Only one local man set foot on the site. He lived in the council houses immediately opposite, and his car was vandalised by some of the site children.
As told in the pub the night after, he walked onsite and asked to speak to the patriarch. As he waited, he was surrounded by the young men. Out came Old Man Smith and our man told his story. ‘What are you going to do about it ?’ the old man asked him, looking round at the young men. ‘You can beat the ---- out of me’ replied the villager, ‘but you’ll always have to watch your back if you do’. The old boy considered, then peeled off a sum of money from a large roll. ‘Will that pay for it ?’ General opinion was he’d been rewarded for courage rather than for the threat.
Soon after came the incident that indirectly led to the Smiths departure. The village shop was run by a charming spinster who also cared alone for her Downs syndrome brother. Everyone knew her and liked her. The Smith ladies had been in the shop that morning and bought a doll. In the afternoon they brought it back with no box, filthy and minus an arm. She wouldn’t return the money and there were bad words spoken.
At two o’clock the following morning the shopkeeper was woken by the crash of the plate glass shopfront as a block went in through it and what cigarettes and spirits were kept on display went out through it. The police arrived half an hour later, interviewed the shopkeeper, still in her nightclothes, on the pavement through the car window. Then having ascertained that the emergency glaziers had been called, ‘We’ll be off then’. They were actually going to leave her alone in the shop. She wouldn’t let them leave.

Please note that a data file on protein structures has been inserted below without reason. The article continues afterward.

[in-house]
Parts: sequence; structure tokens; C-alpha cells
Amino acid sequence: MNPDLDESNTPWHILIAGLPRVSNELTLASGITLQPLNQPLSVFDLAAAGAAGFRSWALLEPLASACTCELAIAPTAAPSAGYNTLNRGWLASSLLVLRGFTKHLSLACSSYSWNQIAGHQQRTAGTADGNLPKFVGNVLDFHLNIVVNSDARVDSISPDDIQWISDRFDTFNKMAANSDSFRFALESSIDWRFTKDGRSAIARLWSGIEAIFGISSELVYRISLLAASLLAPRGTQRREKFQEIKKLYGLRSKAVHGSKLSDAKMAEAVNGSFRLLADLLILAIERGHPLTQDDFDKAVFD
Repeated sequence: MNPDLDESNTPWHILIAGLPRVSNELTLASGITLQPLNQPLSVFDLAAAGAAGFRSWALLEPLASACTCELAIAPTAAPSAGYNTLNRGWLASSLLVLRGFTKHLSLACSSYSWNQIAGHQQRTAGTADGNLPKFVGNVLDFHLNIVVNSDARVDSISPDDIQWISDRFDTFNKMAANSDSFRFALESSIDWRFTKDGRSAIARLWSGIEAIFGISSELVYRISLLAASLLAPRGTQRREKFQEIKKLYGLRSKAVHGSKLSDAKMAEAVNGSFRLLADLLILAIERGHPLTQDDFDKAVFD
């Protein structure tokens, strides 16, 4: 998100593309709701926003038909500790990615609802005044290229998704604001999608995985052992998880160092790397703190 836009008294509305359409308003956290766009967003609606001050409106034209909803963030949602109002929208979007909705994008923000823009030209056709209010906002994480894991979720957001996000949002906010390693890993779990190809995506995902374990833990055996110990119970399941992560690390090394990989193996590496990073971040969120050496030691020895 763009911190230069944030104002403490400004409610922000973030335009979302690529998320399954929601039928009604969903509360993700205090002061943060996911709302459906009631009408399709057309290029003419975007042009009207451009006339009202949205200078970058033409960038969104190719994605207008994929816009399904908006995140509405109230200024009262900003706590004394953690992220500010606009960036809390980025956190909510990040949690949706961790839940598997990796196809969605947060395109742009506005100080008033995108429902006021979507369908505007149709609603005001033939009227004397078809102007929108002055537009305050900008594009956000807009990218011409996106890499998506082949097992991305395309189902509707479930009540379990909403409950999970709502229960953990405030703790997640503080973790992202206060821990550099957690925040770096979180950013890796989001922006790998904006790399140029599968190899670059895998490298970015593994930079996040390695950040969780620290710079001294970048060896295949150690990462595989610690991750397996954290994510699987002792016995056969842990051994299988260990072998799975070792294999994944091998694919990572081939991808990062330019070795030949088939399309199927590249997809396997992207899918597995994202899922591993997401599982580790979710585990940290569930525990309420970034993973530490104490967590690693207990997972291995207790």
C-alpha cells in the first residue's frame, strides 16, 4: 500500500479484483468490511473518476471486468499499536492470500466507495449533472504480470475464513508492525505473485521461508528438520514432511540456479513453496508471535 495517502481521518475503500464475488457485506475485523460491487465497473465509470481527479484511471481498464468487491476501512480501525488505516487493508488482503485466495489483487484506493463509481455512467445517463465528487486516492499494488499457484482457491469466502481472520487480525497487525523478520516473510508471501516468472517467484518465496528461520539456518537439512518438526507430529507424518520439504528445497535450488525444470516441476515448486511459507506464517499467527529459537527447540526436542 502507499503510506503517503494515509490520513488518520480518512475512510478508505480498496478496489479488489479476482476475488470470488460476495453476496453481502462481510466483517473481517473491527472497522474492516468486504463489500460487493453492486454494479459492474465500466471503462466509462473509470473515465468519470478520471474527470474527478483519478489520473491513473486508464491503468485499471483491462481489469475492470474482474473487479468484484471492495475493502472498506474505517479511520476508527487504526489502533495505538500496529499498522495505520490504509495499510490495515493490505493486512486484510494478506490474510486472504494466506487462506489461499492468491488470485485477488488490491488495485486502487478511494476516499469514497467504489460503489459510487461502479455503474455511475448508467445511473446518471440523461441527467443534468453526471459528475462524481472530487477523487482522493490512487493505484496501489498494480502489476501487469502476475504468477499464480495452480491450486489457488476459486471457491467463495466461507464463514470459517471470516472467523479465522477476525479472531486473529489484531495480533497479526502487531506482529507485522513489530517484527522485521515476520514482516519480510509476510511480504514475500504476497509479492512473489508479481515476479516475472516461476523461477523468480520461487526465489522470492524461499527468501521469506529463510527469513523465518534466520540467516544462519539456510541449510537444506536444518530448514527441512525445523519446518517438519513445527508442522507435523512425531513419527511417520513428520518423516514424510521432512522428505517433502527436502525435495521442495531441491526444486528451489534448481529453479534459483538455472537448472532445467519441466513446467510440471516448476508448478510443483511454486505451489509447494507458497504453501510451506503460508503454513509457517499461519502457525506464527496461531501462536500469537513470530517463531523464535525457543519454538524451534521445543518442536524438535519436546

Up to this time the Prices had kept out of it. Whether the shop incident was connected only they can say. But a few nights later pretty much the entire Price menfolk – two camps worth – paid a visit to the Smiths, a visit which ended with shotguns being fired and armed police being called out. Suddenly the village was full of police cars, with a couple parked permanently at the entrance to the camp. The Smiths moved on a week later to torment some other poor souls and Old Price was the toast of the village.
I don’t want to give the impression that such visits by itinerants were frequent. We probably had four such in fifteen years, but all of them were trouble. I started to understand the blocked off laybys and the concrete blocks in the gateways of the fallow fields.
The other real trouble – involving violence and vandalism in addition to the usual epidemic of thefts - came from Irish tinkers, about whom I blogged here
, but failed to mention the manner of their departure. Unlike the Smiths, there were probably only a dozen men all told in this group. The land on which they’d camped was owned by a Bristol ‘businessman’, who had run illegal Sunday markets until the council got an injunction. One aftenoon a couple of cars containing the businessman and seven men arrived at the site. The businessman got out and had a shortish conversation with the occupants, following which the two cars went for a little cruise around the vans before driving off (all this was witnessed by a friend and his wife, a local journalist, who lived a hundred yards from the vans). The site was clear in a week (clear of people, that is. The local council paid for the site to be cleared as a health hazard). Where the travellers went we knew not.
Only four such incidents in fifteen years, lasting probably six months altogether. We’ve been lucky really – the legendary Johnsons
, Gloucestershire's finest, have never paid a visit. But when you’ve lived through such a visitation you get a little twitchy when you drive past a field that was empty on Friday and on Monday contains twenty vans. I left the village for my present home seven years ago. The nearest illegal camp is some five miles away, one of three in the area, close enough for me to find three young men in the garden a fortnight back, taking a look and enquiring if I knew of any cars for sale cheap ? Their car was newer than mine. And yes, I did take the number.